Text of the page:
Kennesaw Mountain's Landscape
The landscape around Kennesaw Mountain is lush and green and, in the 19th century, was dotted with large and small farms. Trees were abundant and the mountain was the focal point of the landscape. Animals grazed unhurriedly, munching on grassy fields in rolling pastures. This peace and serenity was abruptly interrupted on the morning of June 27, 1864.
With the destruction of trees and other flora, animals fled the area. The noises of battle and the invasion of thousands of humans into their habitat forced animals to seek shelter elsewhere.
Eight miles of earthworks are still visible today at the Cheatham Hill battlefield location of the Kennesaw Mountain National Battlefield Park. The plant life growing on the earthworks today helps keep them intact. Without this growth, the fortifications would be subject to soil erosion.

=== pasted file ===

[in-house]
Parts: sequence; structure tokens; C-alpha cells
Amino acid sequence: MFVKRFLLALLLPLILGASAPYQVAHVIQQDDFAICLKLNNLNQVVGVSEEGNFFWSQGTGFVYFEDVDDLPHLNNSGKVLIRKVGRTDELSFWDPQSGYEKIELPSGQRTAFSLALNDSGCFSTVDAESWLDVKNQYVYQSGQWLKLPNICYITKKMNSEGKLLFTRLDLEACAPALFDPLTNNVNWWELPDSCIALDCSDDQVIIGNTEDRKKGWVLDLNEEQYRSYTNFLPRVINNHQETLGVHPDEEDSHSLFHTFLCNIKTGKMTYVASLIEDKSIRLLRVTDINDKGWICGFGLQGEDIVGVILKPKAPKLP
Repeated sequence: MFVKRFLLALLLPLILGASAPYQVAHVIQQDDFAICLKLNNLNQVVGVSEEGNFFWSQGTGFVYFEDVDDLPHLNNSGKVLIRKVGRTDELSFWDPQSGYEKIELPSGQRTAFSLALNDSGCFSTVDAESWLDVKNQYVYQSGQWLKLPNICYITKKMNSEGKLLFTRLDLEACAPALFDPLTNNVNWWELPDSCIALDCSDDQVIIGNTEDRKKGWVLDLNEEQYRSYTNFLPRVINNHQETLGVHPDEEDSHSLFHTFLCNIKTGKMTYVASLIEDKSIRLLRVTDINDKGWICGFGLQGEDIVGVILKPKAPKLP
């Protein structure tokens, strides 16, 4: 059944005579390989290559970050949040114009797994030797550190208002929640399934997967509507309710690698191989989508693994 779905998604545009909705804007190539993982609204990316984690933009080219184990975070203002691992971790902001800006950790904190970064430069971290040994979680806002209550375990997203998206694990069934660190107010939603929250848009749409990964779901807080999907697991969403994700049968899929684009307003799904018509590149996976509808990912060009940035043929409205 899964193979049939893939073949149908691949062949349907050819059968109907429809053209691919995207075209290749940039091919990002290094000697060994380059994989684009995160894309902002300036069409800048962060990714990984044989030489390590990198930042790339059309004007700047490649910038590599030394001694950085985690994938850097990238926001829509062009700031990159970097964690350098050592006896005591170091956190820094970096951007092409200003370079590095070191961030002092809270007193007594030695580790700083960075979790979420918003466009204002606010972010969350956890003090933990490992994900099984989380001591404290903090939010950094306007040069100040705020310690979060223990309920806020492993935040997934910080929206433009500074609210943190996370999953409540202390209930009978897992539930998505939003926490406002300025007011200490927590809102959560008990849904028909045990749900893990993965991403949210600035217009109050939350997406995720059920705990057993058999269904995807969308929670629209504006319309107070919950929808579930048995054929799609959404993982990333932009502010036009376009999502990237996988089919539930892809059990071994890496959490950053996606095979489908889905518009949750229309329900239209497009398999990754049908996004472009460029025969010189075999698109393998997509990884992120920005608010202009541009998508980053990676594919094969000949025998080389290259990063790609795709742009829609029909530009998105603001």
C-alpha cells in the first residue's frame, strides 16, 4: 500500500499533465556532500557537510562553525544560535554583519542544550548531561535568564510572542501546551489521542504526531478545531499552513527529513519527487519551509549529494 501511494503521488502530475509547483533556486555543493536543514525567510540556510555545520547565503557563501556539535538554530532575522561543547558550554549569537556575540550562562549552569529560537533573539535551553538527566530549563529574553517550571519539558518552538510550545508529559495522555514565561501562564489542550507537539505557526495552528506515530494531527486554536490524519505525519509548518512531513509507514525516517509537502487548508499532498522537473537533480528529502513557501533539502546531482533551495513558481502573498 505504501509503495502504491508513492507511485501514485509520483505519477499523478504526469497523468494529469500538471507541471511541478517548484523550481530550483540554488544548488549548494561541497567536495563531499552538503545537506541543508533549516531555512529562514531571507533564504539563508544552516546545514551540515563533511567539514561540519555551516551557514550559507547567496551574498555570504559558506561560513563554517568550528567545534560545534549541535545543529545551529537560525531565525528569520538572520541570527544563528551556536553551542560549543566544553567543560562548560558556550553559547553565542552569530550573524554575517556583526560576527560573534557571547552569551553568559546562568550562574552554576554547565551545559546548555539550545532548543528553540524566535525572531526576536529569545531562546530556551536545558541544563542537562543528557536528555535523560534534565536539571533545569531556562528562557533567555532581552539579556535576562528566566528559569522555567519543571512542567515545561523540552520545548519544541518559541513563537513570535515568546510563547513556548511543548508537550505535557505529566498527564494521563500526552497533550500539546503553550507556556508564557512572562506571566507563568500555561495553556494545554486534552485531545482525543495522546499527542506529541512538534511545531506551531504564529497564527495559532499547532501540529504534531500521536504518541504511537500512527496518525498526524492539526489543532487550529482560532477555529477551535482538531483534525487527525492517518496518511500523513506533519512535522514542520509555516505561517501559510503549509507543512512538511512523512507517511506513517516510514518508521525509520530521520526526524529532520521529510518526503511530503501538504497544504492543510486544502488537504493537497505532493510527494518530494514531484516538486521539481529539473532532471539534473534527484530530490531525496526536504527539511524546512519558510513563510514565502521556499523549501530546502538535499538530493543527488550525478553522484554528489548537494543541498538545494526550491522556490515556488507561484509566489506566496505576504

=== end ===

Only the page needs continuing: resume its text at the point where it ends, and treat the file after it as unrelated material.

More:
Artifacts may still be found today. But a frequent question asked is, "Can we go looking for them?" The short answer is, "No." It is actually illegal to relic hunt on federal property or even taking items that you happen upon. There is a law that prohibits removal of artifacts from public lands like national parks: the Archaeological Resources Protection Act of 1979 (ARPA).
What do you do when you find something at a national park?
Did You Know?
The Napoleon 12-pound smoothbore cannon was probably the most effective cannon used in the Civil War. Named after Emperor Napolean III of France, it was used extensively by both the Union and Confederate forces. Soldiers liked its reliability and its sturdiness.